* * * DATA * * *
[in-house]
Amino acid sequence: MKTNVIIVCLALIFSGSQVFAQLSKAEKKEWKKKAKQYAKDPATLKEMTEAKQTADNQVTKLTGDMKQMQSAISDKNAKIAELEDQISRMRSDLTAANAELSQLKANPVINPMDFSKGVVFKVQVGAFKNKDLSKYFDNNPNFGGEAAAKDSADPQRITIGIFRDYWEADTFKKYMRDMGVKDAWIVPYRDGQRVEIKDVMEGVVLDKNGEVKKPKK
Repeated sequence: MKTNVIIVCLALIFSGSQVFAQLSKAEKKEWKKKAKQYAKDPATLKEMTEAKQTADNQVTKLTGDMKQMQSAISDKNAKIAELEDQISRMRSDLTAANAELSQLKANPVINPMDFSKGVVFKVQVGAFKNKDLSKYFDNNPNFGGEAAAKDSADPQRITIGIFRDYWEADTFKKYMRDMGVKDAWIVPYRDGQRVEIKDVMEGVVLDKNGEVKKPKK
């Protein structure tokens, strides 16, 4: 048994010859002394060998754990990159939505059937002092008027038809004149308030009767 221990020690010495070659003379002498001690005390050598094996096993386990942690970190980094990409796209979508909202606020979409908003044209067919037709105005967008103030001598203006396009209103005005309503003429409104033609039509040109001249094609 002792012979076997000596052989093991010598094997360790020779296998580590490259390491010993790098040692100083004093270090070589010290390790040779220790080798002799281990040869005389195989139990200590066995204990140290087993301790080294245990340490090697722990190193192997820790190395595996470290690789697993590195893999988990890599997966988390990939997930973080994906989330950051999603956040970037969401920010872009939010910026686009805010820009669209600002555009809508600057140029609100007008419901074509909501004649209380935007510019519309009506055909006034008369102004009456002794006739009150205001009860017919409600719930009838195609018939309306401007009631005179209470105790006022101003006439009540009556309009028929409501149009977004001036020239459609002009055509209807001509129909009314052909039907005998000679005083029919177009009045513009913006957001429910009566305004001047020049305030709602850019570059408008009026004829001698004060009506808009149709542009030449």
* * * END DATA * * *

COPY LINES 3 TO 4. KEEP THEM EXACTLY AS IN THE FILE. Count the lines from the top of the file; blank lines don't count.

Repeated sequence: MKTNVIIVCLALIFSGSQVFAQLSKAEKKEWKKKAKQYAKDPATLKEMTEAKQTADNQVTKLTGDMKQMQSAISDKNAKIAELEDQISRMRSDLTAANAELSQLKANPVINPMDFSKGVVFKVQVGAFKNKDLSKYFDNNPNFGGEAAAKDSADPQRITIGIFRDYWEADTFKKYMRDMGVKDAWIVPYRDGQRVEIKDVMEGVVLDKNGEVKKPKK
């Protein structure tokens, strides 16, 4: 048994010859002394060998754990990159939505059937002092008027038809004149308030009767 221990020690010495070659003379002498001690005390050598094996096993386990942690970190980094990409796209979508909202606020979409908003044209067919037709105005967008103030001598203006396009209103005005309503003429409104033609039509040109001249094609 002792012979076997000596052989093991010598094997360790020779296998580590490259390491010993790098040692100083004093270090070589010290390790040779220790080798002799281990040869005389195989139990200590066995204990140290087993301790080294245990340490090697722990190193192997820790190395595996470290690789697993590195893999988990890599997966988390990939997930973080994906989330950051999603956040970037969401920010872009939010910026686009805010820009669209600002555009809508600057140029609100007008419901074509909501004649209380935007510019519309009506055909006034008369102004009456002794006739009150205001009860017919409600719930009838195609018939309306401007009631005179209470105790006022101003006439009540009556309009028929409501149009977004001036020239459609002009055509209807001509129909009314052909039907005998000679005083029919177009009045513009913006957001429910009566305004001047020049305030709602850019570059408008009026004829001698004060009506808009149709542009030449």